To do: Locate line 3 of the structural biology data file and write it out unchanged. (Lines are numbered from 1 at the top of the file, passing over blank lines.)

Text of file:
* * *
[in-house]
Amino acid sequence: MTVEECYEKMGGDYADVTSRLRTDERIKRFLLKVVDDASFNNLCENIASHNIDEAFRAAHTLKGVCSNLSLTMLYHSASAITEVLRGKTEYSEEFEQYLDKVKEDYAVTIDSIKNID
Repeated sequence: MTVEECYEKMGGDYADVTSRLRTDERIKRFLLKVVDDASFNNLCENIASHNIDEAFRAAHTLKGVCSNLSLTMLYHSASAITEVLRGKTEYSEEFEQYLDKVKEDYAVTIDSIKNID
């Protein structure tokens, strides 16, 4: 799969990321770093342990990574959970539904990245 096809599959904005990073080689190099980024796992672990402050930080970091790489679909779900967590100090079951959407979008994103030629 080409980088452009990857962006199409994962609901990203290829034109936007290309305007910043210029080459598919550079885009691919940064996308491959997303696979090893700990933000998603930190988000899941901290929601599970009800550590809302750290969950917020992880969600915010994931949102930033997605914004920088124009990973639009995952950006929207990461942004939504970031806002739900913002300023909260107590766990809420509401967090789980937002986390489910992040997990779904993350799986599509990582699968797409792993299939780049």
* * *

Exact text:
Repeated sequence: MTVEECYEKMGGDYADVTSRLRTDERIKRFLLKVVDDASFNNLCENIASHNIDEAFRAAHTLKGVCSNLSLTMLYHSASAITEVLRGKTEYSEEFEQYLDKVKEDYAVTIDSIKNID